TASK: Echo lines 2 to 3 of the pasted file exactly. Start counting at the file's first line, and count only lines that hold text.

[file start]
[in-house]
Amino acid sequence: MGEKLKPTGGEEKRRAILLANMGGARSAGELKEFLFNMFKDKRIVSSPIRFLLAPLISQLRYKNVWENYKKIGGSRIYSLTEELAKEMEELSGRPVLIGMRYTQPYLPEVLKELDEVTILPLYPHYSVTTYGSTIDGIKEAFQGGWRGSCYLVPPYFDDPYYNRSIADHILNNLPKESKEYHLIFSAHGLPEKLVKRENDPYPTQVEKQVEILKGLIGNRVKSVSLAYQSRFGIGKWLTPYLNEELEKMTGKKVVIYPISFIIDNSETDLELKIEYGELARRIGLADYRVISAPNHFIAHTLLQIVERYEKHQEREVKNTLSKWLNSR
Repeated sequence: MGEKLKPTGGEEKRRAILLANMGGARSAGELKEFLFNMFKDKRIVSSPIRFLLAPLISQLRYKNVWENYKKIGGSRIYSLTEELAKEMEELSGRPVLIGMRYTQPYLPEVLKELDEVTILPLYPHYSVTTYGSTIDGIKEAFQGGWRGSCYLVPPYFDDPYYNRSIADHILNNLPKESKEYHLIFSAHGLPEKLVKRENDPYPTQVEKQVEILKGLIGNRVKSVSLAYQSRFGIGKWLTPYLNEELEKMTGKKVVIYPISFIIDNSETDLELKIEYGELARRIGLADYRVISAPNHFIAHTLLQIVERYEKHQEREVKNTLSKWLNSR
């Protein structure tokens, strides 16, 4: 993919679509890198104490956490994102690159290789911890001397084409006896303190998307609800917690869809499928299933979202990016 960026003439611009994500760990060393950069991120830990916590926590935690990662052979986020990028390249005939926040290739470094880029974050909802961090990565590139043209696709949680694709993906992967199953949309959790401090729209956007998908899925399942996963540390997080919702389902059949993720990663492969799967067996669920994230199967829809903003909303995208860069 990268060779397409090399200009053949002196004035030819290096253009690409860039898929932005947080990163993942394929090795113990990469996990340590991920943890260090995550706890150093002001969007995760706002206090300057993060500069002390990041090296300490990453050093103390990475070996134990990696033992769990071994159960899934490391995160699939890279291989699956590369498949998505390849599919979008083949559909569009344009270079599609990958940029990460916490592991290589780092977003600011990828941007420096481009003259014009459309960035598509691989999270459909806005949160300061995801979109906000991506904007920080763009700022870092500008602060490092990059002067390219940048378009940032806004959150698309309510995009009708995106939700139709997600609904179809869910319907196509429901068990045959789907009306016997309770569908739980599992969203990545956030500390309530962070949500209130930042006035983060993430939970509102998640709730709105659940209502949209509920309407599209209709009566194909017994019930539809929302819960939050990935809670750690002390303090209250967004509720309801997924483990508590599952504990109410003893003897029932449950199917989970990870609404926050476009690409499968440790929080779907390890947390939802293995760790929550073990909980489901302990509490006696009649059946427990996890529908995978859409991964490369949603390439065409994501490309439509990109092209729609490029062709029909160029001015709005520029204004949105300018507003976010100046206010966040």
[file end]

Amino acid sequence: MGEKLKPTGGEEKRRAILLANMGGARSAGELKEFLFNMFKDKRIVSSPIRFLLAPLISQLRYKNVWENYKKIGGSRIYSLTEELAKEMEELSGRPVLIGMRYTQPYLPEVLKELDEVTILPLYPHYSVTTYGSTIDGIKEAFQGGWRGSCYLVPPYFDDPYYNRSIADHILNNLPKESKEYHLIFSAHGLPEKLVKRENDPYPTQVEKQVEILKGLIGNRVKSVSLAYQSRFGIGKWLTPYLNEELEKMTGKKVVIYPISFIIDNSETDLELKIEYGELARRIGLADYRVISAPNHFIAHTLLQIVERYEKHQEREVKNTLSKWLNSR
Repeated sequence: MGEKLKPTGGEEKRRAILLANMGGARSAGELKEFLFNMFKDKRIVSSPIRFLLAPLISQLRYKNVWENYKKIGGSRIYSLTEELAKEMEELSGRPVLIGMRYTQPYLPEVLKELDEVTILPLYPHYSVTTYGSTIDGIKEAFQGGWRGSCYLVPPYFDDPYYNRSIADHILNNLPKESKEYHLIFSAHGLPEKLVKRENDPYPTQVEKQVEILKGLIGNRVKSVSLAYQSRFGIGKWLTPYLNEELEKMTGKKVVIYPISFIIDNSETDLELKIEYGELARRIGLADYRVISAPNHFIAHTLLQIVERYEKHQEREVKNTLSKWLNSR